Friday, June 20, 2014
Where There's a Will...
Dear George Will,
Hope you don’t mind if I call you George. Phew, what a crazy couple weeks. Of course yours has been so very public; mine private, contemplative, as I’ve processed your article published in The Washington Post. I must tell you I’ve come a long way, I’ve noticed, because a few years ago - heck even a year ago - I would’ve immediately fired off a response, quite hostile I’ll admit, one I’d regret later.
During these couple weeks I’ve narrowed my focus specifically to your phrase “coveted status that confers privileges.” Thank you, George. You’ve ignited serious soul-searching, and I’ve come to some epiphanies and deepened my spirituality as I’ve thought about forgiveness and redemption. Something in me has even come to believe that if my stepfather were alive today, I think I’d be able to stand strong before him and forgive him.
I was sexually assaulted (molested they called it back in the day) by a neighbor boy; and when I told some kids, they didn’t believe me. The seeds of being doubted and ashamed were planted. A year later, my new stepfather began wooing me with gifts I readily accepted, which led to a summer of molestation. His threats of killing me and my family if I told, and my fear no one would believe me, as well as the shame that I’d enjoyed the gifts and attention he showered on me before that first assault, kept my lips sealed. It wasn’t until that silver-haired Phil Donahue turned to the camera during an episode of his show, looked me in the eyes and said don’t believe the abuser. Tell. And keep telling until someone believes you. I did that very day, and my mother sent me to safety while she dealt with the fallout.
Here’s the rub: She didn’t prosecute. He was a respected man in the community, and she didn’t want to put me through facing her soon-to-be ex-husband in court. In her mind she was protecting me; in my 11-year-old mind I felt she doubted me, I was partly to blame, and I feared he’d continue preying on other girls.
So those seeds of doubt and shame sprouted. The advice of “forget it and it will go away” was conveyed. A series of choices starting in my teens developed as I looked for ways to cope. I turned to alcohol, drugs, and promiscuity. I was looking for comfort in all the wrong places.
Here’s the profound part: What began flowering in me was a heart filling with mercy. In my 20s, after making mistake after mistake, I developed a deep love for the downtrodden, for single moms, for the bullied, for people who feel no one cares. In my 30s, I zoned into a passion of seeking out ways to help teens, especially in that critical junior high age when drugs and alcohol are easily attainable and those hormones are flaring – the same age at which I chose my destructive path.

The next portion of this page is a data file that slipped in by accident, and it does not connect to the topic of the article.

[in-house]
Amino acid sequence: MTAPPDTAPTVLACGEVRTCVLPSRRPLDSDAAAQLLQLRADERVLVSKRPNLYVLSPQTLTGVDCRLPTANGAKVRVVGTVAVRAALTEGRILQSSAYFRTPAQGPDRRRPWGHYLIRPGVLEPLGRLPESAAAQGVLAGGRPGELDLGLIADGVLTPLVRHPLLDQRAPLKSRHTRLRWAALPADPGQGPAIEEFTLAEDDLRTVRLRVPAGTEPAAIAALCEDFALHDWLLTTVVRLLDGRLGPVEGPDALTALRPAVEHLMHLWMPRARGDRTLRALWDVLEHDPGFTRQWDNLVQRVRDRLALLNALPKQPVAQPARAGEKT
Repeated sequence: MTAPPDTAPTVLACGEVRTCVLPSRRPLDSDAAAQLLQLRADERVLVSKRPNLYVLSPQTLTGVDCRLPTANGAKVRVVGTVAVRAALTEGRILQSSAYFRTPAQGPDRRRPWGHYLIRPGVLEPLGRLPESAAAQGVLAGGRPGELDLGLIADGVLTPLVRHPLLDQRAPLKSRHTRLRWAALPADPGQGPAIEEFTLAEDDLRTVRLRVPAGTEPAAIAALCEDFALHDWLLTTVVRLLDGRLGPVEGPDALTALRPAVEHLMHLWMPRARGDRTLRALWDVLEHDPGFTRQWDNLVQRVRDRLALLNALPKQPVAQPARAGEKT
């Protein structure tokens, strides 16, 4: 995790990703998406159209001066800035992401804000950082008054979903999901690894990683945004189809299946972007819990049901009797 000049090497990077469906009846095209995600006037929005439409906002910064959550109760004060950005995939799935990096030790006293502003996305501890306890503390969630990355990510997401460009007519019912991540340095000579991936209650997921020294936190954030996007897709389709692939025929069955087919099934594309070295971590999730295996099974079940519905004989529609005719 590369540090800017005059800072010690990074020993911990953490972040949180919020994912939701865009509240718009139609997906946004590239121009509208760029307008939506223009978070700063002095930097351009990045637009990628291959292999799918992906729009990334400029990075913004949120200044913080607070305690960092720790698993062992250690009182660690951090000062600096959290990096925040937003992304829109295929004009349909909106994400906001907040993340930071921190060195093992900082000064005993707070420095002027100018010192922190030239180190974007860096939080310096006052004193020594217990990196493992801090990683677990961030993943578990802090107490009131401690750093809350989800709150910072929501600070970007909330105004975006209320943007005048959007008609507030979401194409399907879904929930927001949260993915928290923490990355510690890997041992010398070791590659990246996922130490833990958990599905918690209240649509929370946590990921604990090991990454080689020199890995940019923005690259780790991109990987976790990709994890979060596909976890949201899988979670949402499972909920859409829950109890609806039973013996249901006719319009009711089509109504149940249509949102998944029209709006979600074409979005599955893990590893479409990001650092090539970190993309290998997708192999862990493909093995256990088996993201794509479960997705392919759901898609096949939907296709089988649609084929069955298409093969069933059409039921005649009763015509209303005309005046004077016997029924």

So while mulling over your phrase “coveted status that confers privileges,” I came to the realization that ten or so years ago I was given opportunities to share my story, to bring to light the darkness that consumed me. And each chance lifted a layer of shame in which I wallowed.
George, I’ve had the “privilege” to work with youth, to walk alongside teen girls as they hit that pivotal age. I’ve had the “privilege” to mentor a young lady - who’s experienced much trauma in her life - beginning in her seventh-grade year and continuing through her senior year. I’ve had the “privilege” to share my story in front of a group of women ranging in age from teens to elderly in Nicaragua, some who’ve experienced similar journeys. I have to tell you, I cried as this group surrounded me after I spoke, laid their hands on me and prayed for me. I thought I was there to minister to them, but no, these strong women were loving on me.
The last I’ll share – I hope I haven’t lost your attention – is I’ve had the “privilege” to share my story with groups of women at a handful of retreats. I am not comfortable speaking in front of groups, but when I lean on my faith, I wish you could see the power my God injects. I blossom when He helps me conquer my discomfort. And I treasure the moments when other women who’ve experienced abuse share their stories.
So in the phrase “coveted status that confers privileges” on which I’ve meditated, while I disagree with “coveted” - because please search your heart and understand no sexual assault victim “wishes for, especially eagerly,” (dictionary def.) that experience – I will agree, in my own experience, that your words “status that confers privilege” describes me because I am given opportunities to redeem my choices and make peace with my past.
George, I look forward to how you’ll redeem your experience of a couple weeks ago and the fallout. Hoping to witness redemption at its finest. I wish you all my best. Grace and peace.